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Rensselaer Lee Warns of Growing Influence of Criminal Organizations and Drug Trafficking in Former Soviet Republics


January 1996

In an article for a new report from the Center for American-Eurasian Studies and Relations, international narcotics expert Rensselaer W. Lee III cautions that European and U.S. leaders should be aware that drug trafficking organizations are buying influence and finding stability in the politically and financially unstable former Soviet republics (Rensselaer W. Lee III, "Russia's New Drug Threat," Eurasian Reports: A Report by the Center for American-Eurasian Studies and Relations, Winter 1994-1995, p. 33-50).

Lee points to many factors that have led to a prime environment for the growing influence of criminal organizations -- ineffective and underfunded law enforcement, an unorganized and unchecked financial system, relatively unstringent border crossings into European countries, and laws decriminalizing personal drug use. Four republics -- Russia, Turkmenistan, Kazakhstan, and Kyrgyzstan -- have effectively decriminalized personal consumption, although some still impose civil fines.

Within the republics, opium and marijuana have traditionally been grown in states like Kazakhstan, Uzbekistan, Tajikistan, and Turkmenistan. Most of that production has been consumed within the states, primarily by those living in the production areas.

Increasingly, however, criminal organizations are buying opium from Central Asia for shipment to other points in the former Soviet Union or Eastern Europe. Lee writes that these organizations are diversified, dealing in drugs, protection, prostitution, gambling, weapons, and nuclear materials, and exploiting ethnic strife. These organizations are even aiding in the transshipment of Colombian cocaine to Western Europe.

Lee predicts that the 2000 now-known criminal organizations will continue to gain influence within police organizations and the political system. Drug production has taken over the economy in some areas, with criminal organizations controlling police and social institutions. In October 1992, almost all interior ministers signed a promise to cooperate more closely in anti-drug efforts, but they have little funding to follow through on that commitment. The republics have no conspiracy laws, making it difficult for police to nab high-level organization players.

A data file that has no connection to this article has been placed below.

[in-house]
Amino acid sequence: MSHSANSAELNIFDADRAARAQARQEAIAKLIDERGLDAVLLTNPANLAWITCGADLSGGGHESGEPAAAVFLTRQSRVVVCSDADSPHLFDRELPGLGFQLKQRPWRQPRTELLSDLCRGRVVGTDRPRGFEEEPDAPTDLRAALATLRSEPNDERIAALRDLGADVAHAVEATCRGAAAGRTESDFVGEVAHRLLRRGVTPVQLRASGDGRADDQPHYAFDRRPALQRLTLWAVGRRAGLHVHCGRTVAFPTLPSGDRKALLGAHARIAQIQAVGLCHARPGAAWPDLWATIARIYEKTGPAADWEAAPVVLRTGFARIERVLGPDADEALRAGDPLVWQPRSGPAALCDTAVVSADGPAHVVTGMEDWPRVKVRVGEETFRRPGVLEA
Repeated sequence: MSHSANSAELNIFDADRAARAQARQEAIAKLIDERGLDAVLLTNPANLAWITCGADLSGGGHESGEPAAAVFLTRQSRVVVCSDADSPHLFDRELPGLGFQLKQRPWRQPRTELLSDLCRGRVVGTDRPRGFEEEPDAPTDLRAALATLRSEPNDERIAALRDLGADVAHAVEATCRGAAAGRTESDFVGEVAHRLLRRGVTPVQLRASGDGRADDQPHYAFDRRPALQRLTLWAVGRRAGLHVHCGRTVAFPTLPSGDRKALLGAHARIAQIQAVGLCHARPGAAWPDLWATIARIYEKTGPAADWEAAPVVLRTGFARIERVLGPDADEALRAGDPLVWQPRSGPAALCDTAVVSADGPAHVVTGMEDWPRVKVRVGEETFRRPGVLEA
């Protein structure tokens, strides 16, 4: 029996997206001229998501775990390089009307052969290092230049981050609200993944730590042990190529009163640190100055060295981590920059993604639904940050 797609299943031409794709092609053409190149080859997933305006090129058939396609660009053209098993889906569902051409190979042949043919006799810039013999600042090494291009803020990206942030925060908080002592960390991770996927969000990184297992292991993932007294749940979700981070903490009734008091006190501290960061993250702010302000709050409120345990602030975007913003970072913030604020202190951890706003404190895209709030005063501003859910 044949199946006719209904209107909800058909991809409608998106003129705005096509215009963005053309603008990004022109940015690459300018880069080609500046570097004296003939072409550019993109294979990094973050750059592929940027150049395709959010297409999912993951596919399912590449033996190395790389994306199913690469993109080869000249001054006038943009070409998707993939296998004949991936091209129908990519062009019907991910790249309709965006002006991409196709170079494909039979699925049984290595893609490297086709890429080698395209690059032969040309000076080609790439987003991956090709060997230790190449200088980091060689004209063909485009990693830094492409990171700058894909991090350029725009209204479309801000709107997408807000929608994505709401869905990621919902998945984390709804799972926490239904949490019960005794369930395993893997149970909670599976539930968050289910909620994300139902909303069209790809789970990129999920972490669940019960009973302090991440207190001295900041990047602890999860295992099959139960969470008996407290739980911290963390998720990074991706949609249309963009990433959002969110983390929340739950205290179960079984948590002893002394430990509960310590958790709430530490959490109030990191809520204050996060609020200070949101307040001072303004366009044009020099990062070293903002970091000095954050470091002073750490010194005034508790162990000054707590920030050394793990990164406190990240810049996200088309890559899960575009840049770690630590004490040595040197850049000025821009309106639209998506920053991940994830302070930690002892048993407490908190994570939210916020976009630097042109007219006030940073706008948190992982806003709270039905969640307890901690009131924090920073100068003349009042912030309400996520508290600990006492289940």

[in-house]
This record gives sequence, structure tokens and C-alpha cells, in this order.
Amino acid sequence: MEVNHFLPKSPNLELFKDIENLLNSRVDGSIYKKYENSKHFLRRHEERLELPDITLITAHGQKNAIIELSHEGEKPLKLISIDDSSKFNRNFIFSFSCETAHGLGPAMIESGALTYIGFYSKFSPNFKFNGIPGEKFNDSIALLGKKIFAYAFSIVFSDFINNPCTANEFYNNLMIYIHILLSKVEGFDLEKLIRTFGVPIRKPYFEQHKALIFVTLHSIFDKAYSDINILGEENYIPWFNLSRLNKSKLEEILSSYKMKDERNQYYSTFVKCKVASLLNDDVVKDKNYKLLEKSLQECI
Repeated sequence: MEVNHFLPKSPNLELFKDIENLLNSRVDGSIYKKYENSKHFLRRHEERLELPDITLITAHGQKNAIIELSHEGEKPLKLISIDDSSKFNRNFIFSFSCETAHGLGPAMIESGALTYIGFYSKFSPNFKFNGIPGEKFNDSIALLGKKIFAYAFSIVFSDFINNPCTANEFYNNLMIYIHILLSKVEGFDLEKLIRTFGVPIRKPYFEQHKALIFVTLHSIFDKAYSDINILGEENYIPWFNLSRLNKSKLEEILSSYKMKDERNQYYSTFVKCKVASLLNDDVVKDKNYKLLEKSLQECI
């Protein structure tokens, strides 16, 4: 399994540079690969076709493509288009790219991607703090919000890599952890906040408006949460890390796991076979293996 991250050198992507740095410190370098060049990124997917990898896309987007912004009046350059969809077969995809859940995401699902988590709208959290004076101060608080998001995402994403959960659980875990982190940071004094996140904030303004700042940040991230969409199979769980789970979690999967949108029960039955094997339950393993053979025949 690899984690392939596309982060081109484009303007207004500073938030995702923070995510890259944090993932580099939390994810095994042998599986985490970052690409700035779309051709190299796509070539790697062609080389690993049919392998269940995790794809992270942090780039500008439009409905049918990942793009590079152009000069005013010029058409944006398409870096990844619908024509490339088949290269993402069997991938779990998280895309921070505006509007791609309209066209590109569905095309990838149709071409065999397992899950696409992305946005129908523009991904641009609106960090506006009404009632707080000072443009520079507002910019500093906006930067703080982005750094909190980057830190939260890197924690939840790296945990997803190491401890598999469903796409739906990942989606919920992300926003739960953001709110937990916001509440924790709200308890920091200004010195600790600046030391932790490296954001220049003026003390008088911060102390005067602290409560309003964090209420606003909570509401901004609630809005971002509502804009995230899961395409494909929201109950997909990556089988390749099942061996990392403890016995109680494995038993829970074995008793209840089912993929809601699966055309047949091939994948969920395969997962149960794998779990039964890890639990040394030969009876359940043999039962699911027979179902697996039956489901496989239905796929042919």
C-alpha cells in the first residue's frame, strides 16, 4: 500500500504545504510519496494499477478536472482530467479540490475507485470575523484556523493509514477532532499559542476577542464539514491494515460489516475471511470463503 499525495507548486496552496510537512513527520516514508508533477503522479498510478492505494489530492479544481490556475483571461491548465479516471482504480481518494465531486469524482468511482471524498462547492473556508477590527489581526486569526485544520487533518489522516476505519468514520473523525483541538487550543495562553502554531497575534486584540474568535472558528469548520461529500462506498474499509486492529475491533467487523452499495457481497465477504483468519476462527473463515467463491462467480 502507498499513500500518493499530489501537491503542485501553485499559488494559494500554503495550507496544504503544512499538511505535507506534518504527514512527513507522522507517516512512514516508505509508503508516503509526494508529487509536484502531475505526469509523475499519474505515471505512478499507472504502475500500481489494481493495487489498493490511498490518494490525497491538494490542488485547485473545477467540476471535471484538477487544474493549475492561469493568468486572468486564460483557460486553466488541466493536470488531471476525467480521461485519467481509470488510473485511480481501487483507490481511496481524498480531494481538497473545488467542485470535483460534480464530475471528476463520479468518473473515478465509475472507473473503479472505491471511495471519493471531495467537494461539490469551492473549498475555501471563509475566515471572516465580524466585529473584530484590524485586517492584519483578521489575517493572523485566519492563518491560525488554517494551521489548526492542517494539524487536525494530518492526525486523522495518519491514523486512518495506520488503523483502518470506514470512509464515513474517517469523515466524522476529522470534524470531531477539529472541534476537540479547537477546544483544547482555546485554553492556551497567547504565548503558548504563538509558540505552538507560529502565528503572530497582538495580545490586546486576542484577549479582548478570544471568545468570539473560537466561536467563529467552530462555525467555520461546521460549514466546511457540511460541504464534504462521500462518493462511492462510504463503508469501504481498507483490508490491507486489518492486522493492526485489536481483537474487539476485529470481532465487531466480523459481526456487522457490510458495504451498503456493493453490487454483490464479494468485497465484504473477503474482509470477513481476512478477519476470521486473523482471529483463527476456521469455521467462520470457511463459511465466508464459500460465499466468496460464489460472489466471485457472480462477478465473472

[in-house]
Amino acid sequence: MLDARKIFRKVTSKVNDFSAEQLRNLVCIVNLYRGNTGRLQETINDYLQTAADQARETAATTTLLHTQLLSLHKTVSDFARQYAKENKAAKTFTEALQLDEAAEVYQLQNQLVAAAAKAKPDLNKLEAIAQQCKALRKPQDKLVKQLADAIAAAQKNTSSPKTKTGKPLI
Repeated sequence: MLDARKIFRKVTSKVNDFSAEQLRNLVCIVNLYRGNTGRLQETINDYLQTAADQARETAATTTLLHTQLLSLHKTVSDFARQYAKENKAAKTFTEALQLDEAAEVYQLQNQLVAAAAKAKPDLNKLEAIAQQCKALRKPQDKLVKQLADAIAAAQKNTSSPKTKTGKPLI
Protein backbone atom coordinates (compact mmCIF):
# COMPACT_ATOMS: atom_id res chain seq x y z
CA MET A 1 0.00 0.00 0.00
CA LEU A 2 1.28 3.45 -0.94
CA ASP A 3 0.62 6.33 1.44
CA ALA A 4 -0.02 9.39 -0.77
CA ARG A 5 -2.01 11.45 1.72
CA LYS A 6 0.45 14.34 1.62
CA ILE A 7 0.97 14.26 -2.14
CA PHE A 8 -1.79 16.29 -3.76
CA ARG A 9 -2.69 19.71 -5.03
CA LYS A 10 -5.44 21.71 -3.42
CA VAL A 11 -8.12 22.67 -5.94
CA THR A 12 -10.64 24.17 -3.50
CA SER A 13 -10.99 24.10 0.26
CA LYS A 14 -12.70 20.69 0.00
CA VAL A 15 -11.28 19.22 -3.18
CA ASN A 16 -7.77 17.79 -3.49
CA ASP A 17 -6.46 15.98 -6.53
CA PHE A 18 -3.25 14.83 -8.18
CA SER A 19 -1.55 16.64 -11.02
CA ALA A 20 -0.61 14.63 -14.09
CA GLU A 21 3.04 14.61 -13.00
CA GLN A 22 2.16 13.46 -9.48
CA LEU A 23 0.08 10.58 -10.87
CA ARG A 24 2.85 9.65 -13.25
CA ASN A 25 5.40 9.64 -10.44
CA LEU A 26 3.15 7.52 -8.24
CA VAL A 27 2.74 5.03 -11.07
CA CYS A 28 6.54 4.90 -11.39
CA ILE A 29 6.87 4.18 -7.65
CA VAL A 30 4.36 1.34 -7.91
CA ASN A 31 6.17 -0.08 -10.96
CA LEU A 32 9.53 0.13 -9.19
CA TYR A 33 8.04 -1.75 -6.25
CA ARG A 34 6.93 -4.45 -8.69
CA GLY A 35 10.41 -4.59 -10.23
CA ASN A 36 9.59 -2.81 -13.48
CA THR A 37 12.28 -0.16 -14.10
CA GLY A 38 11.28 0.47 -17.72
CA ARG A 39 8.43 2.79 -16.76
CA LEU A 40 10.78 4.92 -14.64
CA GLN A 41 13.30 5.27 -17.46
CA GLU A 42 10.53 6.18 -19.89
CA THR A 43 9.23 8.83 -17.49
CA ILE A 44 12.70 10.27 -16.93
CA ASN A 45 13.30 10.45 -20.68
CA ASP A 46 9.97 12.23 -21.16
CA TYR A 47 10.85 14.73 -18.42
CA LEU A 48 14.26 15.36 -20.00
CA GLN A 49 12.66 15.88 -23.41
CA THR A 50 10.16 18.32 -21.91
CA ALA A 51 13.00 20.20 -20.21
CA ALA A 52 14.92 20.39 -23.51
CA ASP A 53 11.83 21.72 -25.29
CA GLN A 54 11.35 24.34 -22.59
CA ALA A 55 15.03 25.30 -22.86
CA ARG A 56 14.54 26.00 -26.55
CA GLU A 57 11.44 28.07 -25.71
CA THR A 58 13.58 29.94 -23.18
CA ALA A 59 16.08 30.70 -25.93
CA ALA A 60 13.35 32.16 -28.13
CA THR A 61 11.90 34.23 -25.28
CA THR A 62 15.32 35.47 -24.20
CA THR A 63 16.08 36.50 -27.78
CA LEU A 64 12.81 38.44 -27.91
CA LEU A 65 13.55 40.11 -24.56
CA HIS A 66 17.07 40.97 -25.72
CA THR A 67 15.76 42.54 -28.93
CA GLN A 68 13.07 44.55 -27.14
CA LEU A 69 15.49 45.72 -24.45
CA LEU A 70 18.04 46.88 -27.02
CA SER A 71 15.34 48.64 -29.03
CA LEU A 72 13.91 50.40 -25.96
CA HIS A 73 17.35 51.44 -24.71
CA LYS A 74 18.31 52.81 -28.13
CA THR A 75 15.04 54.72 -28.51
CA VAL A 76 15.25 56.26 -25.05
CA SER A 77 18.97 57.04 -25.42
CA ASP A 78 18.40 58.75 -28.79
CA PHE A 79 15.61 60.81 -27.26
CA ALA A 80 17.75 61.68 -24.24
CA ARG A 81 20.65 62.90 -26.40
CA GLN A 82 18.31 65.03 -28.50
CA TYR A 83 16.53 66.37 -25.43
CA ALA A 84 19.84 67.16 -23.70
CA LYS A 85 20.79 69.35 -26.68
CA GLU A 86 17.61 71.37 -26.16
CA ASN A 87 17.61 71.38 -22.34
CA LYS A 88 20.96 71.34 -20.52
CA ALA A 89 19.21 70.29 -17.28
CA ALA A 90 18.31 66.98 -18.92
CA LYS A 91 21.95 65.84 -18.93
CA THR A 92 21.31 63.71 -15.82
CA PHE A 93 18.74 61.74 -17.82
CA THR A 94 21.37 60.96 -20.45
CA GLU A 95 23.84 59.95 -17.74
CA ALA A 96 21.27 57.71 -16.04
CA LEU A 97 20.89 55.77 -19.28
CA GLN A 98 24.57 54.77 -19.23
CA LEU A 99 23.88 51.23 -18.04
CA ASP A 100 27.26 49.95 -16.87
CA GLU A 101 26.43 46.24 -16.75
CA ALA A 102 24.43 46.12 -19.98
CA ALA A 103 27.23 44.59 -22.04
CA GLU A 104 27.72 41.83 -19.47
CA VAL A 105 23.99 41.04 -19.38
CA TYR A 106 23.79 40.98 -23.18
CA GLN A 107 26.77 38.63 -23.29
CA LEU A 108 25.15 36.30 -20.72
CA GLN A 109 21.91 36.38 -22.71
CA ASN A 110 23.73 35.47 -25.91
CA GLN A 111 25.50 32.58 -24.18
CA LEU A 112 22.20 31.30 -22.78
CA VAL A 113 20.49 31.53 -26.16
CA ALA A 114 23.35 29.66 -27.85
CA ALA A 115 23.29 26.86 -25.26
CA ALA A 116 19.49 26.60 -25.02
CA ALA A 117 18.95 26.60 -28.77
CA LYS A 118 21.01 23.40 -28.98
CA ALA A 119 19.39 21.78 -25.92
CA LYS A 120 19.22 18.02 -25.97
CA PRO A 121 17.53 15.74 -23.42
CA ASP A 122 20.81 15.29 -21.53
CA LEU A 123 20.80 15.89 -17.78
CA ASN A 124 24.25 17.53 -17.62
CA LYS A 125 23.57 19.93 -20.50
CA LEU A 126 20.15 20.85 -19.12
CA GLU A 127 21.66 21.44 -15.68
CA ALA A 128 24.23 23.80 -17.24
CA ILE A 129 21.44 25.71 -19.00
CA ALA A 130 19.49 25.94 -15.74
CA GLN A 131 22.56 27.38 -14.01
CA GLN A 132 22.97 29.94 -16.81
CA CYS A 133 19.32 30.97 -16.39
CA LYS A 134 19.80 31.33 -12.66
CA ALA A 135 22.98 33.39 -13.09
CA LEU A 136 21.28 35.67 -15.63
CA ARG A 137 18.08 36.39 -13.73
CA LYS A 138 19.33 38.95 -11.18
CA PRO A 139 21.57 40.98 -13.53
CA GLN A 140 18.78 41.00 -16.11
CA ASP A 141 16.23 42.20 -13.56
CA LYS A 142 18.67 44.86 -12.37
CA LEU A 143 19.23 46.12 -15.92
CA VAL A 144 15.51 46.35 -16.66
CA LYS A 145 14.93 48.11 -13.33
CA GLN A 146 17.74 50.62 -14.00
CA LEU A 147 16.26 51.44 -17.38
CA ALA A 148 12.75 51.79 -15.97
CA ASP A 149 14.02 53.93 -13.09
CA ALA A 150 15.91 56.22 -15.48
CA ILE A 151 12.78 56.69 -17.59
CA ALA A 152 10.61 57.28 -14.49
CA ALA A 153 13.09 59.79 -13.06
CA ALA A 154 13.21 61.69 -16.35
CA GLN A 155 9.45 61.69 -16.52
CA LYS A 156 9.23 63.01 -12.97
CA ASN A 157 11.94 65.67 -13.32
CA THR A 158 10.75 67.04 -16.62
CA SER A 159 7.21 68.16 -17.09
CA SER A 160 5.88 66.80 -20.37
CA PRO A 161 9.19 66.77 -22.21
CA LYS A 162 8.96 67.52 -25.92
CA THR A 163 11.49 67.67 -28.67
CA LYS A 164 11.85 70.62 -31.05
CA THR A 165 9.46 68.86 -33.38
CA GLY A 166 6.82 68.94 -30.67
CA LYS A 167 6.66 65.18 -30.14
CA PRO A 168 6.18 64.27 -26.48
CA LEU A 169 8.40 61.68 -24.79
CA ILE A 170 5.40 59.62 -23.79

Within Russia, there are an estimated 1.5 to 4.5 million regular illegal drug users, although the reliability of use data declined with the reliability of medical care facilities. The most popular drug in ten of the twelve republics is opium, which is prepared in a poppy tea or an injectable opium mixture. Many people in Central Asia smoke or eat opium as a medicine and in traditional rituals.

Heroin is not very popular in the republics, and police seize more poppy straw (used to make tea) than processed opium. Lee warns that use of heroin might rise in the republics if drug organizations in Turkey, Iran, Pakistan, and Afghanistan move their heroin refineries to safer and less costly areas in Central Asia.

The use of amphetamines is also widespread in many regions, and is expected to rise. Chemists and medical professionals put out of work by plummeting economic markets are now creating new, more powerful amphetamine blends such as phenamine and pervitin, as well as LSD and methadone, in laboratories and university research centers converted to illegal drug production. Non-chemists are making ephedrone, a stimulant produced from the ephedrine in over-the-counter cold medicines.

[To obtain a copy of this report, which contains many excellent articles about political and social problems in Russia, send a check for $10 to CAESAR, 2947 Tilden Street, NW, Washington, DC 20008, 202-966-8651. Specify that you want to receive the issue "Russia's Social Problems."]